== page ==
The Canon Museum says it's "a stripped-down Canon FTb for the mass market overseas. The fastest shutter speed was only 1/500 sec. The metering pattern was centerweighted averaging instead of 12% partial at the center. The stop-down lever had no locking feature. A PC terminal and hot shoe were provided for flash."
It was also marketed as the Bell & Howell FD35. B&H had imported Canon cameras in the USA for approximately 10 years, sometimes co-branded, sometimes not. Canon set up Canon USA as its American distribution network; I assume the FD35 was a goodbye settlement to give B&H a 35mm SLR to sell while they worked out a deal with someone else (which never happened, as far as I can tell).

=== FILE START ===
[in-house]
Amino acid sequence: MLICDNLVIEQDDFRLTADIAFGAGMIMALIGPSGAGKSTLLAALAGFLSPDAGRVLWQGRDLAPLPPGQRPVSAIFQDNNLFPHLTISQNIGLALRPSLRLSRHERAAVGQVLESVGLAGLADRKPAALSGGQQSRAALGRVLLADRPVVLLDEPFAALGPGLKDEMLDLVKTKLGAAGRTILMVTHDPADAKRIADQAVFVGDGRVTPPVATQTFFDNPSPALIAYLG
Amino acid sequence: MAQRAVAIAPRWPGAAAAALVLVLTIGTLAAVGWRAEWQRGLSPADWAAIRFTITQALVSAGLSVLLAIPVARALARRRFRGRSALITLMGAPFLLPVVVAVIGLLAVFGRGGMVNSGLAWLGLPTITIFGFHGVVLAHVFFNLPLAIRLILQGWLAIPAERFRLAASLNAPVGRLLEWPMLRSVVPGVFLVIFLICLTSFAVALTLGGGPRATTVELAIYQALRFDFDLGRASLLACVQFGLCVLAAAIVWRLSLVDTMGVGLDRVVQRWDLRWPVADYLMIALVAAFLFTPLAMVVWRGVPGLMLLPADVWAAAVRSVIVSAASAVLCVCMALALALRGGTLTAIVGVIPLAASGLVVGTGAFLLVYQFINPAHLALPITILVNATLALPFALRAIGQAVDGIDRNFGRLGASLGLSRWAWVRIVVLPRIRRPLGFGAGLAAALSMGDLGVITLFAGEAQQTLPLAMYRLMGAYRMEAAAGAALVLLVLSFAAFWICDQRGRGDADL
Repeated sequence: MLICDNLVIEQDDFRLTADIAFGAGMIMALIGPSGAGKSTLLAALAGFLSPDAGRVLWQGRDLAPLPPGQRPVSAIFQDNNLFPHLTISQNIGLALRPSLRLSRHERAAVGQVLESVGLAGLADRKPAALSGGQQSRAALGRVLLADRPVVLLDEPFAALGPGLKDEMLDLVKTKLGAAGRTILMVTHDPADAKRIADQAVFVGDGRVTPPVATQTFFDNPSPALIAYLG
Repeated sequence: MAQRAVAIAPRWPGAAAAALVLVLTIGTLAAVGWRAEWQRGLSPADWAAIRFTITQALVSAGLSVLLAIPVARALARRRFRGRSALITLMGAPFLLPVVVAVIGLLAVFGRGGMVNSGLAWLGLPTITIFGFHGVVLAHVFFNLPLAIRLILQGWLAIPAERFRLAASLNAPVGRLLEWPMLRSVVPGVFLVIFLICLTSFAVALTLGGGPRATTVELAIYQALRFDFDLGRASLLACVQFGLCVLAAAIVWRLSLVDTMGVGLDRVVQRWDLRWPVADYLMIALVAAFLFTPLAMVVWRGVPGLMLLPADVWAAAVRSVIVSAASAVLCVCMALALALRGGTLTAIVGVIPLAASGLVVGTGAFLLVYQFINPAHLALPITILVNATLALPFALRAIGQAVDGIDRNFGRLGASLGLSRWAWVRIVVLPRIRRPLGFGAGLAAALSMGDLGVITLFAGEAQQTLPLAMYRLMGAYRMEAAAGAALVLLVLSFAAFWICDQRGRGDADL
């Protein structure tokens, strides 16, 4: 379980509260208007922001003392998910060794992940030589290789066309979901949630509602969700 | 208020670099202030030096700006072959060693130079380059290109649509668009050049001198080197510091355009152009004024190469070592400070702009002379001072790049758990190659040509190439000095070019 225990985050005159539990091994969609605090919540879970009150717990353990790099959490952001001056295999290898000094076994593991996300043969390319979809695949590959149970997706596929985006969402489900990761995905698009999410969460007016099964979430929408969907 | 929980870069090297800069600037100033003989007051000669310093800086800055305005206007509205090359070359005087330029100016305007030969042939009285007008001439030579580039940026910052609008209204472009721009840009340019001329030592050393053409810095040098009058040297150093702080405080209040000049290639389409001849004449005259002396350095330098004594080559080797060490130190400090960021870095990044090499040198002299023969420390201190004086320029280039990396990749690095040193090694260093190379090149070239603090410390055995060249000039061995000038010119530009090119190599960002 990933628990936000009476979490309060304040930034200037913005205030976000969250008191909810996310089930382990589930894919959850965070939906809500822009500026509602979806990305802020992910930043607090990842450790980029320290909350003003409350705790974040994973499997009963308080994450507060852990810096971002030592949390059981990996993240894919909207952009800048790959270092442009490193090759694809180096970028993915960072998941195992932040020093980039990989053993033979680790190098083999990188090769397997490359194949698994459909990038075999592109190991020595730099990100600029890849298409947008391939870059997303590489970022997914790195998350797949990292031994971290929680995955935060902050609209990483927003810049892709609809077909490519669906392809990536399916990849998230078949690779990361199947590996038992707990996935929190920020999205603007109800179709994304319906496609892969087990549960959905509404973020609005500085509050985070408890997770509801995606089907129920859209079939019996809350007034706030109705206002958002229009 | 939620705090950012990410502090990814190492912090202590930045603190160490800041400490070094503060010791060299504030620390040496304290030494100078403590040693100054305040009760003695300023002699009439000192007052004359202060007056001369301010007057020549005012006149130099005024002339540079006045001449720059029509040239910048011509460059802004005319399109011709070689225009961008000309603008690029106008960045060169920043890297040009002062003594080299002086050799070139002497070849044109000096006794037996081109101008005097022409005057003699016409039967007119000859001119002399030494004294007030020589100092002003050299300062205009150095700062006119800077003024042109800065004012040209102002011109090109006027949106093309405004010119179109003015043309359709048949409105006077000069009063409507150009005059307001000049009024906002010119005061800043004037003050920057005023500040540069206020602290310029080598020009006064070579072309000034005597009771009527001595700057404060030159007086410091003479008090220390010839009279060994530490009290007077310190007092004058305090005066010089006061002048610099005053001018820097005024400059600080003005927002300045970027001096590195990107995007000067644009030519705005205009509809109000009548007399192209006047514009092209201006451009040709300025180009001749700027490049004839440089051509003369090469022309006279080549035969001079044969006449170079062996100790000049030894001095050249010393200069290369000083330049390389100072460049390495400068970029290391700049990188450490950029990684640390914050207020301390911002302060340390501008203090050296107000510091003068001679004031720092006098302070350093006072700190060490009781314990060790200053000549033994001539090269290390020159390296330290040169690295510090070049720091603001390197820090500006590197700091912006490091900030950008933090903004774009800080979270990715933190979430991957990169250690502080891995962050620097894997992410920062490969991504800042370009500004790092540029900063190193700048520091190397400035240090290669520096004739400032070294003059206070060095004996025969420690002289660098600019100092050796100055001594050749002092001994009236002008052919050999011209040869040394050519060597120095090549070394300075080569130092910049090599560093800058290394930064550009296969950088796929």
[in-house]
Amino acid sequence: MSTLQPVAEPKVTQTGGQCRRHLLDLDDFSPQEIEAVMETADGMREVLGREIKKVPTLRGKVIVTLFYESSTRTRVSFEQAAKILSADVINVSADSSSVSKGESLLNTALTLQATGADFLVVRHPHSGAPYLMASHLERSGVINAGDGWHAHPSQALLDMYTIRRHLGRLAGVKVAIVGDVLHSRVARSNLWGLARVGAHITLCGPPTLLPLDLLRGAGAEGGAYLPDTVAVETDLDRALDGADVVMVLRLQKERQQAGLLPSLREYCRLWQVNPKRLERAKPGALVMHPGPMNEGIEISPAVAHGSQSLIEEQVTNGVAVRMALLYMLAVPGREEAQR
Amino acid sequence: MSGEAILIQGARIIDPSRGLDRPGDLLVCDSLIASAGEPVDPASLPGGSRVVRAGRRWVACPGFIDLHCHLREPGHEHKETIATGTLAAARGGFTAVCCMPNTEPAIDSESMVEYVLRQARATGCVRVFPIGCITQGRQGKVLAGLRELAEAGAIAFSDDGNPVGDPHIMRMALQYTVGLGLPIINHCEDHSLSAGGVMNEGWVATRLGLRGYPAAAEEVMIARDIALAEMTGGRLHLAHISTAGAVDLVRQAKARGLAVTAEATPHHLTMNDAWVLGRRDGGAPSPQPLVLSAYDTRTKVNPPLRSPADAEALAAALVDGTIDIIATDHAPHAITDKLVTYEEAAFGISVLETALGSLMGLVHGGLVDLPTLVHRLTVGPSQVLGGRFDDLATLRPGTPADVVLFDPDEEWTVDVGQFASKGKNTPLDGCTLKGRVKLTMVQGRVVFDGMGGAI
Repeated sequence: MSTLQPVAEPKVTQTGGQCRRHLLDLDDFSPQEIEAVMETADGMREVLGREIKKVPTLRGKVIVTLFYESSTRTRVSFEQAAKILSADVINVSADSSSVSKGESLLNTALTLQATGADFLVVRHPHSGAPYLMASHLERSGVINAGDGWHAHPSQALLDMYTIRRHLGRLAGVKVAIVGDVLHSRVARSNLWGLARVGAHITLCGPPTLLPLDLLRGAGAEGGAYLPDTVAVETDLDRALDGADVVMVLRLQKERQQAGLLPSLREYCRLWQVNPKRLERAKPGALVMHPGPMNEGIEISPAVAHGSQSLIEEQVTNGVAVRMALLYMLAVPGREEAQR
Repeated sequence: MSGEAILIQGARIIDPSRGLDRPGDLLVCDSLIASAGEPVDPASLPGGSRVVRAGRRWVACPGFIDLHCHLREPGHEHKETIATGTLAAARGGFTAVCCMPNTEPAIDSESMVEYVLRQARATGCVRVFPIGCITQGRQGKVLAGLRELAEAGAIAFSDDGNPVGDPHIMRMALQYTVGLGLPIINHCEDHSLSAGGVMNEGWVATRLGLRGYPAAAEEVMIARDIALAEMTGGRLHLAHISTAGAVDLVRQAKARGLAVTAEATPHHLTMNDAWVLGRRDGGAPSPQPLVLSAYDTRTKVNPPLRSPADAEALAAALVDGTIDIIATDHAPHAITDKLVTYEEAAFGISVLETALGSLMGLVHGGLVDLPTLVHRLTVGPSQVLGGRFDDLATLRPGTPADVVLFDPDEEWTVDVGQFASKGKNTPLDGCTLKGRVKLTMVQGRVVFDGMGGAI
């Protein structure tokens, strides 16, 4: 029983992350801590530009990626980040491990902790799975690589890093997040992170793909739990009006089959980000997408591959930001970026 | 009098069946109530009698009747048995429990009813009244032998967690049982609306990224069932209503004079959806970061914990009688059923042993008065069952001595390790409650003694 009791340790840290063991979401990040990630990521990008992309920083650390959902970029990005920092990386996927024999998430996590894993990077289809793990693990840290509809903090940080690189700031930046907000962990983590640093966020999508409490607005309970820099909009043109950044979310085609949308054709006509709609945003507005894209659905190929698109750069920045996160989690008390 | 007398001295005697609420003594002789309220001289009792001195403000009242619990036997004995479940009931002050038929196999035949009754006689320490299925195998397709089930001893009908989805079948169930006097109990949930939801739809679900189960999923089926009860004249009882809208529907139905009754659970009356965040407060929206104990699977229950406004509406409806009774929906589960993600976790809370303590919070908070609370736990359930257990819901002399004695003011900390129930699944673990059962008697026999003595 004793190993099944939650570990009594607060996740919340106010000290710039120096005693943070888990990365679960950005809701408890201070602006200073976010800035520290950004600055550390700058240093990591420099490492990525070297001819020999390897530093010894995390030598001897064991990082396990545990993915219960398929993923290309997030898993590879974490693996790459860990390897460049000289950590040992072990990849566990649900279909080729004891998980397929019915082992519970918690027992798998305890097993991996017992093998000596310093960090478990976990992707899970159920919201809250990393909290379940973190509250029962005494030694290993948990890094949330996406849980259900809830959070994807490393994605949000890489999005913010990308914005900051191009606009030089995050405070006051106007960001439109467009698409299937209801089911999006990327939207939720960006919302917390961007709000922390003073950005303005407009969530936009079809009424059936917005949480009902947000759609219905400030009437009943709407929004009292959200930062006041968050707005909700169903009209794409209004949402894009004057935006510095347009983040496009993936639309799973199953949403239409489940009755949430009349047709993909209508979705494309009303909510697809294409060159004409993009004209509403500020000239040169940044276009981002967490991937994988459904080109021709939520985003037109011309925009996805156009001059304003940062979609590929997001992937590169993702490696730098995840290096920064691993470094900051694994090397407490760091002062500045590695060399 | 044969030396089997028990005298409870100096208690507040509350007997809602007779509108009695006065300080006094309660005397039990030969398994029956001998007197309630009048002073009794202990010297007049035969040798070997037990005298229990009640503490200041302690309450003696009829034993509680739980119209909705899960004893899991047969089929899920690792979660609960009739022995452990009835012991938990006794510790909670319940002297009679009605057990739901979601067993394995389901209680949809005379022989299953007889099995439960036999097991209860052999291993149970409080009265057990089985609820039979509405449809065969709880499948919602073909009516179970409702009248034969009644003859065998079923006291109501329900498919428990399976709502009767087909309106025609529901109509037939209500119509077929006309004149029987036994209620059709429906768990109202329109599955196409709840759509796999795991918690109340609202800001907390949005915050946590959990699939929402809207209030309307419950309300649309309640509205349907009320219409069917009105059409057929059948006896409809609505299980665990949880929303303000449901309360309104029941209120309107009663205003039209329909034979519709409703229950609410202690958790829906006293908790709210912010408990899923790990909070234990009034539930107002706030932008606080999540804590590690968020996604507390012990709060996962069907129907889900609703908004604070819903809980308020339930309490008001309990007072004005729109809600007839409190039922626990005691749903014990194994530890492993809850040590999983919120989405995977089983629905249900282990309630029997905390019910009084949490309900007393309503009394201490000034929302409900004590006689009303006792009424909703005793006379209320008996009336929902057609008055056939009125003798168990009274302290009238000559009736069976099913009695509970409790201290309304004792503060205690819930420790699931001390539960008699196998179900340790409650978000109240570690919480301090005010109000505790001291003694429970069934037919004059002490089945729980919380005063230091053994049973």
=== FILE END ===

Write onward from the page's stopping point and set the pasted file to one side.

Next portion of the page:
For people who thought the TLb was "a stripped-down Canon FTb for the mass market overseas," it was. The Museum describes it as a TX without the hot-shoe.
For more information: Canon Camera Museum
Camera manual: Orphan Cameras.com